Once a virus takes hold, your immune system attacks, and that process causes swelling, congestion and mucus. (Bigstock)

Your nose is under constant assault from the viruses passed around this time of year amid dry, indoor heat. Here’s how to alleviate the most common nasal nightmares.

Cold virus. The culprit behind most colds is one of the many rhinoviruses in the environment. You catch a cold when a virus is deposited directly in your nose or eyes (tears drain into the nasal cavity) and begin to multiply in the lining of your nasal passages. Most often, rubbing your nose or eyes after touching something the virus has been left on is the gateway in. That’s why frequent hand washing is the No. 1 tip for preventing colds; rhinoviruses can last up to three hours on your skin or on objects such as door handles. Once the virus takes hold, your immune system attacks, and it’s a side effect of that process that causes swelling, congestion and mucus.

What to do. Drinking fluids helps thin mucus and unstuff your nose. Also, try a saline nose spray; it’s safe to use as often as you need it. Need stronger measures? Congestion is often caused by engorged blood vessels, so a decongestant is in order. Experts recommend spray decongestants over pills because they attack the problem locally rather than affect your entire system. Pick one with oxymetazoline, such as Afrin, Vicks Sinex or a generic. Be sure to use them as directed; the sprays can cause rebound swelling if used longer than three days. If you prefer pills, try pseudoephedrine (Sudafed or generic), which is nonprescription but is kept behind pharmacy counters. If you have hypertension or glaucoma, talk to your doctor before using it.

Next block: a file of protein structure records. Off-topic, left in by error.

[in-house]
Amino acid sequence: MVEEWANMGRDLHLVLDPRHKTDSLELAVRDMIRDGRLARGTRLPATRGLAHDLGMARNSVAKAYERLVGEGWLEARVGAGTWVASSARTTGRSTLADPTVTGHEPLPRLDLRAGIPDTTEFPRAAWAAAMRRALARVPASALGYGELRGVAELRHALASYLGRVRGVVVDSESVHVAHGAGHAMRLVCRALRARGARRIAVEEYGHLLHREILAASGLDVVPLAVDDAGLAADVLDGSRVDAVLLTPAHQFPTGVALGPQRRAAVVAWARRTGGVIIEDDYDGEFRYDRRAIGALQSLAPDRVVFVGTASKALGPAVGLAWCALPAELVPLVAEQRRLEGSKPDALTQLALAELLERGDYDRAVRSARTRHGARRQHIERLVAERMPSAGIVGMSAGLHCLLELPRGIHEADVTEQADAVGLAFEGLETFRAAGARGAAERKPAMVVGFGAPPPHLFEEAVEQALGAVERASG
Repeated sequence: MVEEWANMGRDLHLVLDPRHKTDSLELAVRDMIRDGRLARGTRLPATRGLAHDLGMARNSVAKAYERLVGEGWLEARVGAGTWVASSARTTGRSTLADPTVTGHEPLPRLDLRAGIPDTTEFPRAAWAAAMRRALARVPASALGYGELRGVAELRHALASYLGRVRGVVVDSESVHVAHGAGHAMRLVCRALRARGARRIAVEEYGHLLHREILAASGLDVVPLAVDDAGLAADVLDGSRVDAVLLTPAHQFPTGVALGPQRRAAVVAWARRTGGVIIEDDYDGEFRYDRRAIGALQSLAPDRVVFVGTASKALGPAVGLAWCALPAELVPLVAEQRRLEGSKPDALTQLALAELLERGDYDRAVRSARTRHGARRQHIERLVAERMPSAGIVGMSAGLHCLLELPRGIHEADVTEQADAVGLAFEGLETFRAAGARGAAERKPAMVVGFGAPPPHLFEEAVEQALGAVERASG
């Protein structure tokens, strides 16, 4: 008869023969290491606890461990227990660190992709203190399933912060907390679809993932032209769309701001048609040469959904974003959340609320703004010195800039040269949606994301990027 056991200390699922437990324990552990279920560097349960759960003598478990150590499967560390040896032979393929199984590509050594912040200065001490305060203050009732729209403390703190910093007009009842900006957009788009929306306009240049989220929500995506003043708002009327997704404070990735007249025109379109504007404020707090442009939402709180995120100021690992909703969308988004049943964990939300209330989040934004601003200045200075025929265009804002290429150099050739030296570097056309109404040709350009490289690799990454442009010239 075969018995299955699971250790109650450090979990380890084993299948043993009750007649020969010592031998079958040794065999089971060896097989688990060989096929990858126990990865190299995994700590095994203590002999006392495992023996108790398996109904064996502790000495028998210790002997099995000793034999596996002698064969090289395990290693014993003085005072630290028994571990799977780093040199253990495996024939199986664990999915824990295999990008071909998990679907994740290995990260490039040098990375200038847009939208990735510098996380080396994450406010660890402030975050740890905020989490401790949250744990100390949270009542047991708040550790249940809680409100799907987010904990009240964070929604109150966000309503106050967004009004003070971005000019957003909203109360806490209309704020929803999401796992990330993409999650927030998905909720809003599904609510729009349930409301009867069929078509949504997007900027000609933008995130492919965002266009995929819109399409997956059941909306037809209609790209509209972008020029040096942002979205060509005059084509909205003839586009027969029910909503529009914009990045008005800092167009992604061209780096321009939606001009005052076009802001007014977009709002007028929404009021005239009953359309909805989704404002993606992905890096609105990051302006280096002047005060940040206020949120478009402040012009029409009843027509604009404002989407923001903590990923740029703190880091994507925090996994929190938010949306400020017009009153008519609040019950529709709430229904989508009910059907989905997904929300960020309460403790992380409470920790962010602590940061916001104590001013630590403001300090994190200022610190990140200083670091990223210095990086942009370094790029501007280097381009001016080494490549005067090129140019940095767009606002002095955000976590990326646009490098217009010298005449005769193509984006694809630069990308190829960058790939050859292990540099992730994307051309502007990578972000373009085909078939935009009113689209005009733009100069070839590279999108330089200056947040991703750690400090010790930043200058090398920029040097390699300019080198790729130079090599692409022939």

Sinusitis. This inflammation of the lining of the sinuses is caused by allergies, irritation or an infection. You’ll feel as if your head is stuffed up, not just your nose, and you might have tenderness in your cheeks, upper jaw or around your eyes.

What to do. Doctors usually encourage sufferers to try home or over-the-counter remedies — say, a painkiller and a decongestant. Most cases are viral, not bacterial, so antibiotics won’t help. Sinusitis usually clears up in about 10 days. If symptoms last longer, see your doctor.

Copyright 2014. Consumers Union of United States Inc.

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